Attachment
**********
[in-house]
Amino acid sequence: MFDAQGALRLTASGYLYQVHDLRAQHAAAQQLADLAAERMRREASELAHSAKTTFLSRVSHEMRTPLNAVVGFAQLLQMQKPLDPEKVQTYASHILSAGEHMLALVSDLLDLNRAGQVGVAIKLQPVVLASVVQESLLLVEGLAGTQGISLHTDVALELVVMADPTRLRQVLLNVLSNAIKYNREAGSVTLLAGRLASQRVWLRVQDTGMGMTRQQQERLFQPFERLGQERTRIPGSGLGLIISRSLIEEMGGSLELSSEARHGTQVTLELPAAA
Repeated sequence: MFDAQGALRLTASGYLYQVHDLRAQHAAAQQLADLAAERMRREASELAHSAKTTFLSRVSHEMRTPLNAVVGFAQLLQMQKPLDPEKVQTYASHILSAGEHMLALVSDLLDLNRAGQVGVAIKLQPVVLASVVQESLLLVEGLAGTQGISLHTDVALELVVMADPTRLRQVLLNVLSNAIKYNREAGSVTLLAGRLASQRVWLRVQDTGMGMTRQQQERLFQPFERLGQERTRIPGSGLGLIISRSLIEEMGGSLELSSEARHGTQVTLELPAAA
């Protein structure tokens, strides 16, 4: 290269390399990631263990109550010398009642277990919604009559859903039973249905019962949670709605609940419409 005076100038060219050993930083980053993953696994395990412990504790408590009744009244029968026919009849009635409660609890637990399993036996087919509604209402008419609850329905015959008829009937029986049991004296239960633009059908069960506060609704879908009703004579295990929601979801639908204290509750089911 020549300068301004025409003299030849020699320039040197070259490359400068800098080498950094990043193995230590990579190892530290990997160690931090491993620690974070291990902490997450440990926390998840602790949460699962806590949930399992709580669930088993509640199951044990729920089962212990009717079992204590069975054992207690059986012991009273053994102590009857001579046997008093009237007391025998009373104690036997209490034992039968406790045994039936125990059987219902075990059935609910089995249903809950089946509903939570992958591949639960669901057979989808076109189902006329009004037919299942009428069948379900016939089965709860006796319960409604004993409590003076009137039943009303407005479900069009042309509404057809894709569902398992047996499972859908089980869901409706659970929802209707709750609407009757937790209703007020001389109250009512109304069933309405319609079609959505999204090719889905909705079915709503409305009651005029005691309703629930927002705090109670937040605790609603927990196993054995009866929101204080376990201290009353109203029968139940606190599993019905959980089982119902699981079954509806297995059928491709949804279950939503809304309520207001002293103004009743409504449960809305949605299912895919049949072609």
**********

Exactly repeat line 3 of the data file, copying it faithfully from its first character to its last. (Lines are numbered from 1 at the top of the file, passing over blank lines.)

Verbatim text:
Repeated sequence: MFDAQGALRLTASGYLYQVHDLRAQHAAAQQLADLAAERMRREASELAHSAKTTFLSRVSHEMRTPLNAVVGFAQLLQMQKPLDPEKVQTYASHILSAGEHMLALVSDLLDLNRAGQVGVAIKLQPVVLASVVQESLLLVEGLAGTQGISLHTDVALELVVMADPTRLRQVLLNVLSNAIKYNREAGSVTLLAGRLASQRVWLRVQDTGMGMTRQQQERLFQPFERLGQERTRIPGSGLGLIISRSLIEEMGGSLELSSEARHGTQVTLELPAAA